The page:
We recently hosted an eClosing for Investors webinar to help bring clarity to the subject of mortgage eClosings. Docutech EVP of eStrategies Harry Gardner was joined by experts from Fannie Mae, MERS and Simplifile to discuss the foundations of eClosing, the state of the industry today, investor eClose requirements and how investors can get started. If you missed the live webinar, we encourage you to watch it at your convenience.
Foundations of eClose
In the webinar, we discuss the various foundational components of eClosing. The fact is, any mix and match of the components of a full eClosing or hybrid eClosing can create value for investors. The five major components of an electronic mortgage are eSignature Engine, Doc Engine, eVault, eNotarization and eRecording. These can exist in a variety of combinations, whether from a single vendor or multiple.
Today, 87% of loans are categorized as Hybrid Mortgage B and include electronic ancillary documents and eRecording. About 45% are Hybrid Mortgage Type A, which includes ancillary documents, eRecording and an eNote. Currently, only 22% of mortgages are fully electronic, consisting of electronic ancillary documents, an eNote, electronic Mortgage/Deed of Trust and Property Deed, electronic notarization and eRecording.
There have been many legal and technical developments over the past several years that have expanded the possibilities of eClose, but this has also added to the confusion. As the industry began working towards eNotes and eClosing years ago, the assumption was that the signee for the notarized documents would still physically be in the same room. To a large extent, this is still true, but these exchanges are also happening across states or even entirely online through Remote Online Notarization (RON).
Unfortunately, the legality of RON can be difficult navigate. Even once legislature has passed a law allowing it, in many states the secretary of state or another executive level branch of government needs to write administrative rules to provide guidance. Simply finding out whether or not RON is legal in your state may not be enough. Through our integration with Simplifile, we leverage a team that is constantly surveying counties to find out their positions on the various forms of electronic notary to provide information for customers on a loan-by-loan basis so you know how “e” you can be.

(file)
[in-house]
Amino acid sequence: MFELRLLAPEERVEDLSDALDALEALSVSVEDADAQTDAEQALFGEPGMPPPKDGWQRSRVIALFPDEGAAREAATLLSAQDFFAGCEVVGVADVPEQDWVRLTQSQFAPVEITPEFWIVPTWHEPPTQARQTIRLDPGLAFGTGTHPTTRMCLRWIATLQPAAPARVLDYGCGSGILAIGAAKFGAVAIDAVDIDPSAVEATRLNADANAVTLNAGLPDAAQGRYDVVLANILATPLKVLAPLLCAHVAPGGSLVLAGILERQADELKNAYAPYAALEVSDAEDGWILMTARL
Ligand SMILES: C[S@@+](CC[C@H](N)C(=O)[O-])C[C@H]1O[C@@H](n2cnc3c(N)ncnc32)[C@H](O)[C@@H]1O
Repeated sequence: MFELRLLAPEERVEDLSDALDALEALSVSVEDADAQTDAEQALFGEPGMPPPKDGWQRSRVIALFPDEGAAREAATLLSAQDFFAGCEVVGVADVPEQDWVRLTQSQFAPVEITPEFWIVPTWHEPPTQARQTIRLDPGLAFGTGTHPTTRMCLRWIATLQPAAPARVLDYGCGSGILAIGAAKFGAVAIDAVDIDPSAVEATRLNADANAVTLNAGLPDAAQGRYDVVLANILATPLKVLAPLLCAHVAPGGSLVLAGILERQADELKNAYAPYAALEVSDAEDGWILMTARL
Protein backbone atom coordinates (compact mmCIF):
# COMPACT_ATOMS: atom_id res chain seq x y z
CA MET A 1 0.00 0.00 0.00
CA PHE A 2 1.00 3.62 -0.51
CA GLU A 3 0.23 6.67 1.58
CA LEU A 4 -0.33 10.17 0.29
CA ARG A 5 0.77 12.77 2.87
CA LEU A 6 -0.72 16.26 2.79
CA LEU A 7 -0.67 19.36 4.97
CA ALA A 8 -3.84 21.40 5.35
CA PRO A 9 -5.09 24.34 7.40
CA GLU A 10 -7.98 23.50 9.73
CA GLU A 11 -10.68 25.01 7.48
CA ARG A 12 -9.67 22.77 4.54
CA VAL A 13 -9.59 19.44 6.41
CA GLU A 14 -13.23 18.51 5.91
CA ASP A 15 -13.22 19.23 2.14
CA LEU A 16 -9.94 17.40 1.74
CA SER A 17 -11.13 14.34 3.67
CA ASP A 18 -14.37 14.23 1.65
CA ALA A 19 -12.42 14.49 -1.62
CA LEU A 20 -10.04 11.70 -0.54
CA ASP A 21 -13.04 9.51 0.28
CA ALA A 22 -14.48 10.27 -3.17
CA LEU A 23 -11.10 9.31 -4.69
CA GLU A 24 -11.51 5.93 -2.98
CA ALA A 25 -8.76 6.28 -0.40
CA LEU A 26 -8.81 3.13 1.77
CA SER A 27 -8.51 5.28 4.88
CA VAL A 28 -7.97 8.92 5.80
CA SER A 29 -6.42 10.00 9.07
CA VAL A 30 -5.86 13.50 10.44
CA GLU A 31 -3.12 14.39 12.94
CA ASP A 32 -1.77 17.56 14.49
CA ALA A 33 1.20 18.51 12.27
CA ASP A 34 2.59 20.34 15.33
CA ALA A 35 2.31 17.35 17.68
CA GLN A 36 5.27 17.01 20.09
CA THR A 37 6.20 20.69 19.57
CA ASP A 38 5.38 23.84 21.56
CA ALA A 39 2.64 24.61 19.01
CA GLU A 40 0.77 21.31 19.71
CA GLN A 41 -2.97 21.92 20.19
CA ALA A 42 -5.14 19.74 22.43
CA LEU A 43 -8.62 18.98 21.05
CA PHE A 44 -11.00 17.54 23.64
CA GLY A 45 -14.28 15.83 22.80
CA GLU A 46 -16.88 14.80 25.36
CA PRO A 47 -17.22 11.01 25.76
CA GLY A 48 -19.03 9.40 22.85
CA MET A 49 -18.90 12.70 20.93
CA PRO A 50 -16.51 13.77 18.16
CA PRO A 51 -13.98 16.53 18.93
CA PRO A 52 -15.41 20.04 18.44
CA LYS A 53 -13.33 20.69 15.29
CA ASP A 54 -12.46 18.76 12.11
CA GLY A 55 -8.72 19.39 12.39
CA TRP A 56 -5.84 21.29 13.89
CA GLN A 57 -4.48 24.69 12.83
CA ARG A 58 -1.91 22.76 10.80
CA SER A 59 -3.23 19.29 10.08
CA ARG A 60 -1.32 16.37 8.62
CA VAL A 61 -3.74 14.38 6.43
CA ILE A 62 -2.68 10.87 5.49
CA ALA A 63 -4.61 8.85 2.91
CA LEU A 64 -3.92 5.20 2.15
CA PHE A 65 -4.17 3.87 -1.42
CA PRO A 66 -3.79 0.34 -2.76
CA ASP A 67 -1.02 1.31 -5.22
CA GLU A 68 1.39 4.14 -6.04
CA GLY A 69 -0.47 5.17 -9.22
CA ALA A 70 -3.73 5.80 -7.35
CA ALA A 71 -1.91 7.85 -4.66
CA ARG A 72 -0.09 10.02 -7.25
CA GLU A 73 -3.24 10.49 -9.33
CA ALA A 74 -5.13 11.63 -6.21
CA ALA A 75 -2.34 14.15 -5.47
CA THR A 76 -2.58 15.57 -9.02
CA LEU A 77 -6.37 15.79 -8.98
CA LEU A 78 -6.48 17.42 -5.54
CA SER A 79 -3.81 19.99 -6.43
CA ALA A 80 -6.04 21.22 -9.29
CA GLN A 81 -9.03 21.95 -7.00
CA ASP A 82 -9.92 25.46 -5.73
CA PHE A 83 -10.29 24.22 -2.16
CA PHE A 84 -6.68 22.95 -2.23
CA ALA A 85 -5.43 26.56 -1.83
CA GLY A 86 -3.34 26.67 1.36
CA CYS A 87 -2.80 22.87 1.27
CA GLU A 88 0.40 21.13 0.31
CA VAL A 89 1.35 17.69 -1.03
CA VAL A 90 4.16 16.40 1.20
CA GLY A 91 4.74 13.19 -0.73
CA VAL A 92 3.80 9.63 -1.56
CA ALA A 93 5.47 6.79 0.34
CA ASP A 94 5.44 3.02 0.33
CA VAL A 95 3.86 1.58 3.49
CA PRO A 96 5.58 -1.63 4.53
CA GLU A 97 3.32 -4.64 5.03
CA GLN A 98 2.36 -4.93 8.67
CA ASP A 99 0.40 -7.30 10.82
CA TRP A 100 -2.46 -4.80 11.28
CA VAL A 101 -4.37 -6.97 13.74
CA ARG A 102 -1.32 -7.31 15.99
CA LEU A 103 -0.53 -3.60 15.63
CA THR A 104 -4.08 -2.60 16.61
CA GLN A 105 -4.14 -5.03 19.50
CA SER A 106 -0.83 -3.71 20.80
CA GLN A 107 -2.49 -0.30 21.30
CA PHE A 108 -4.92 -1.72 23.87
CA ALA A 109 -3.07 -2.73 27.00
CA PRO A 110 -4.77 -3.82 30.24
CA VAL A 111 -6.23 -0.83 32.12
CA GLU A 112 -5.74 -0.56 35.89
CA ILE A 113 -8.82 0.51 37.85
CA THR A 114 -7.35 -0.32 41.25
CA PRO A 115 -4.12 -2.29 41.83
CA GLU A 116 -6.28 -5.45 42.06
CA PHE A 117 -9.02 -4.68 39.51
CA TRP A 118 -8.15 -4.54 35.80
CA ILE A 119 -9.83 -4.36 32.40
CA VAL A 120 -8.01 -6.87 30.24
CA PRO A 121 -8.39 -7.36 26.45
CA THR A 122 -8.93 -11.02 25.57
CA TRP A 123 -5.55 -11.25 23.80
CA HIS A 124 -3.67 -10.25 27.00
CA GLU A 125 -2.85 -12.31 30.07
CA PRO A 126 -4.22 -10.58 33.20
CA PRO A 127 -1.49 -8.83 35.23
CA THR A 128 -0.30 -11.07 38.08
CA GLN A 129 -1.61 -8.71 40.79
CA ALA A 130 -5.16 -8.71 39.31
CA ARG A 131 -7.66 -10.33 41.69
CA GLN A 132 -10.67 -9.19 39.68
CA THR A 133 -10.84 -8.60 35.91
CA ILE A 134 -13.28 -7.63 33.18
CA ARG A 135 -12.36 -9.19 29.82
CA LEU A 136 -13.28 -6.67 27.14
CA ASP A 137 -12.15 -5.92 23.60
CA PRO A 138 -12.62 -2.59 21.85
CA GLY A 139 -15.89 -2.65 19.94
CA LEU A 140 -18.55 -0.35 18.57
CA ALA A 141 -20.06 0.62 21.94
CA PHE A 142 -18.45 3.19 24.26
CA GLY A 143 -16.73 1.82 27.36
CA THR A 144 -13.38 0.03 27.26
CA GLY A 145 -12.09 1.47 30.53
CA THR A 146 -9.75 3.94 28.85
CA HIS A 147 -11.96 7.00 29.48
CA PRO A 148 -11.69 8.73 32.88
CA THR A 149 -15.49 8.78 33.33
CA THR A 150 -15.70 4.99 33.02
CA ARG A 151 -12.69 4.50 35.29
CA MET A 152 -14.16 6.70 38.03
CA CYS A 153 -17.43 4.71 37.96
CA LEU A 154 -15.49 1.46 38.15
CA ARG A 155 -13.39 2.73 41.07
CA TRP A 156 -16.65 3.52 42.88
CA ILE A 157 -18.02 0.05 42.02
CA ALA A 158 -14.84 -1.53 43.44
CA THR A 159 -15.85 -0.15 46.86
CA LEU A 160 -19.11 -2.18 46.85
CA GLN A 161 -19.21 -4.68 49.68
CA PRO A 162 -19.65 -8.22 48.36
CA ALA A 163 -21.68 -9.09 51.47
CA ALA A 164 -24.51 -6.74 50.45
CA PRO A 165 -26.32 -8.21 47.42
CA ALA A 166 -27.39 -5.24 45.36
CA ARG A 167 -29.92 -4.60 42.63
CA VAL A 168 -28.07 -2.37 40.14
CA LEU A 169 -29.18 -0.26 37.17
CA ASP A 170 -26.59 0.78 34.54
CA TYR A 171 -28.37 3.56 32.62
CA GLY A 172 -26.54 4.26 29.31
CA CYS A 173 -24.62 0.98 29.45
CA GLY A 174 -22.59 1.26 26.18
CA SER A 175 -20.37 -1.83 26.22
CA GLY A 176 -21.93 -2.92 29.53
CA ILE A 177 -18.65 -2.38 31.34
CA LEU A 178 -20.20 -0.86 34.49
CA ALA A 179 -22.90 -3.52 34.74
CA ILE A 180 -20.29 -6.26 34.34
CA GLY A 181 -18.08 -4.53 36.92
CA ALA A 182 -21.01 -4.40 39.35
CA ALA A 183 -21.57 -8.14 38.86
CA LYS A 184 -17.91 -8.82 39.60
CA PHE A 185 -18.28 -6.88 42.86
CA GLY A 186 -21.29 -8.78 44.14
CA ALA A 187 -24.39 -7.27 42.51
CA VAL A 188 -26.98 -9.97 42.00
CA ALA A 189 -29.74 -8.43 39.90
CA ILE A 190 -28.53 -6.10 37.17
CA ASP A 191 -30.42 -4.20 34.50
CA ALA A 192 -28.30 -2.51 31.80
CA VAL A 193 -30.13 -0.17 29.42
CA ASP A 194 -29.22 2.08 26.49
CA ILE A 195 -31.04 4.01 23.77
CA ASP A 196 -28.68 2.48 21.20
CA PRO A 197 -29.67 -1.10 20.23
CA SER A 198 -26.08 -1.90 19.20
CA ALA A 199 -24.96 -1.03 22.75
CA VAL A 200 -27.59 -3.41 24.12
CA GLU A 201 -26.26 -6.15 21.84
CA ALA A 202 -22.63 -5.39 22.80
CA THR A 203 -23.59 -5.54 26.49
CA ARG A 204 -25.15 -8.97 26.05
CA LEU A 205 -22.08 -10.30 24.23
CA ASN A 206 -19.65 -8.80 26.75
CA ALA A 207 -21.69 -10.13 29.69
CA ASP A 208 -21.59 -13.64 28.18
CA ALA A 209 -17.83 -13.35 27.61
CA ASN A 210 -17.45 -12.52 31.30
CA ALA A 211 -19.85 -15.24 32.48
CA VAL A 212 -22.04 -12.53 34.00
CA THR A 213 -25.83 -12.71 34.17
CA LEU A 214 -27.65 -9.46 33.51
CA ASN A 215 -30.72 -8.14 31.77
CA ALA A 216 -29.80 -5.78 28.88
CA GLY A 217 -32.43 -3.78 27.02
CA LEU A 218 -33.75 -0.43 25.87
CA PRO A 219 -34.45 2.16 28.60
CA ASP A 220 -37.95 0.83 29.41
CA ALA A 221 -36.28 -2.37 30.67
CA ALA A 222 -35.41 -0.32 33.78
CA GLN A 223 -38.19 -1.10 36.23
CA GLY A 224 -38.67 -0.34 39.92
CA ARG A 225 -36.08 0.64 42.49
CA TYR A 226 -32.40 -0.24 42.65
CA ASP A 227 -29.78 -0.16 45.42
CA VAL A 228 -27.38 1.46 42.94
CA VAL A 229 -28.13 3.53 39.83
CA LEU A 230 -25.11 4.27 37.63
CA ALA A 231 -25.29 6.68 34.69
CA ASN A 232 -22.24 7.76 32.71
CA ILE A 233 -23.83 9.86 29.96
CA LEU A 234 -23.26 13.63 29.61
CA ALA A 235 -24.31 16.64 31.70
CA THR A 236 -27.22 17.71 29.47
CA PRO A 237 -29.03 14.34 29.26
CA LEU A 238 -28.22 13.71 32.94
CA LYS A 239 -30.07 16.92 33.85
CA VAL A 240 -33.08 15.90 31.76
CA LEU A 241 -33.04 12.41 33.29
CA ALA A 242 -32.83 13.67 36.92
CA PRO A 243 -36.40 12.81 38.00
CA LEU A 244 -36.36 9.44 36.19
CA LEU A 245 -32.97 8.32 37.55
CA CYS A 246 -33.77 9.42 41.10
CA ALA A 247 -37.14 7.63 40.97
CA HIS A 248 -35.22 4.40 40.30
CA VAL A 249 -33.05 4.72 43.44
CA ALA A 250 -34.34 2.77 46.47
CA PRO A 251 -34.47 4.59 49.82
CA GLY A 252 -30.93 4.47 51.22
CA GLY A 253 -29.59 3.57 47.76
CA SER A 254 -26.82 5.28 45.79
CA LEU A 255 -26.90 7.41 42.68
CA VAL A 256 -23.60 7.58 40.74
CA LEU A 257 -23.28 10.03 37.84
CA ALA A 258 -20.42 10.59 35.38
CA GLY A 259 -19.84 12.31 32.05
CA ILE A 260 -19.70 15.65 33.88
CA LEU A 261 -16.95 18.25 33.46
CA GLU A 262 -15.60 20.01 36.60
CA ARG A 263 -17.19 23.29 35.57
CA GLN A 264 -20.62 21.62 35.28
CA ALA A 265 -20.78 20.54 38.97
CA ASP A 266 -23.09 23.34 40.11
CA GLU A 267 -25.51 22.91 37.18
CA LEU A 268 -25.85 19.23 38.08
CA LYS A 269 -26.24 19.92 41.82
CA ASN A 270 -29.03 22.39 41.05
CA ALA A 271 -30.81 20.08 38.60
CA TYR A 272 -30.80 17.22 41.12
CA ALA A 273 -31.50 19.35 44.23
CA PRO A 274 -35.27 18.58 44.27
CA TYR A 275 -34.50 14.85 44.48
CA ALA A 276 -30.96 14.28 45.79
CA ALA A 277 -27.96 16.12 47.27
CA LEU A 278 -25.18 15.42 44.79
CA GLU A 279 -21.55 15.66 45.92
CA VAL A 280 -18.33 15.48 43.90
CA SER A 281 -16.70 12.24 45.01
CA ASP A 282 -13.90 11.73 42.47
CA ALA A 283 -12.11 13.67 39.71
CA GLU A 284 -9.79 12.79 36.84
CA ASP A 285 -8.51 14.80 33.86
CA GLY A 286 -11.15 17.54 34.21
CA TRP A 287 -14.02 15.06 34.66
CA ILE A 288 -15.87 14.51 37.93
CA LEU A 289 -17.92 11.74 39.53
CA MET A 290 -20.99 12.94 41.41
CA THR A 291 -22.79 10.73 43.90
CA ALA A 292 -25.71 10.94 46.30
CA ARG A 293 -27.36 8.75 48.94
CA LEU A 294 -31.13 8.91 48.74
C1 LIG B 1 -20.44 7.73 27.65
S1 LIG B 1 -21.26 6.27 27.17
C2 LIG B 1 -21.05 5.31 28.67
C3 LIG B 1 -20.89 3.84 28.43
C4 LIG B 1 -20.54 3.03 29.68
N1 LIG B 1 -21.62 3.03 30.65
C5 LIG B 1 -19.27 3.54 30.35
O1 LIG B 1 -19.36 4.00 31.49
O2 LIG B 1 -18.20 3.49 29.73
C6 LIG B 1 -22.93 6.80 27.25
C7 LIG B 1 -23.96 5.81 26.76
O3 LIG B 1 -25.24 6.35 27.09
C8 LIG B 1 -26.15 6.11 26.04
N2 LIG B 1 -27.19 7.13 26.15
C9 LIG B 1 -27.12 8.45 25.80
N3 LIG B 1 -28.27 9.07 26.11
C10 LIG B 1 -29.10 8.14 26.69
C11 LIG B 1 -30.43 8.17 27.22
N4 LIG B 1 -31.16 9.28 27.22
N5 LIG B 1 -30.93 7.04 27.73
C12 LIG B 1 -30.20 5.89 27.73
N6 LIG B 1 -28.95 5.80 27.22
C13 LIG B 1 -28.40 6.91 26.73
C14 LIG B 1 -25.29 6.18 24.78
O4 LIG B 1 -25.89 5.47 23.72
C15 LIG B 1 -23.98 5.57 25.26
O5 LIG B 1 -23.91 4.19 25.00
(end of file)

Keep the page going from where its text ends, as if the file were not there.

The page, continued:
There’s no question that eNote adoption is rapidly increasing. While there were not quite 17,000 eNotes entered into the MERS registry in all of 2018, more than 19,000 new registrations were filed in the first quarter of 2019 alone. July saw over 9,000 new eNotes hit MERS’s servers, making it the most active month in history. Investors who don’t start making efforts to adapt now risk being left behind.
Investor eClose Requirements
Fannie Mae has some requirements in place to ensure customers have the technology and processes in place to succeed with eClose. These requirements include general requirements for physical technology and processes like monthly reconciliations, requirements for reporting payment and non-payment transactions, calculations and more. You can read about these requirements in depth here, but our webinar gives a brief overview of the most important areas for investors to be aware of.
eClosing Adoption – Success Drivers
As with most major technology advances, a fundamental step to eClose success is having a leadership team that champions positive change. New technologies mean new processes and changing the way people have traditionally handled loan closings. Having leadership that advocates for the benefits eClose, executes a clear plan, and fosters true process change can lead to a better experience for the borrower, and bring added value for the lender, originator and investor.
For more eClosing Insights for Investors, be sure to watch this free recording of our recent webinar.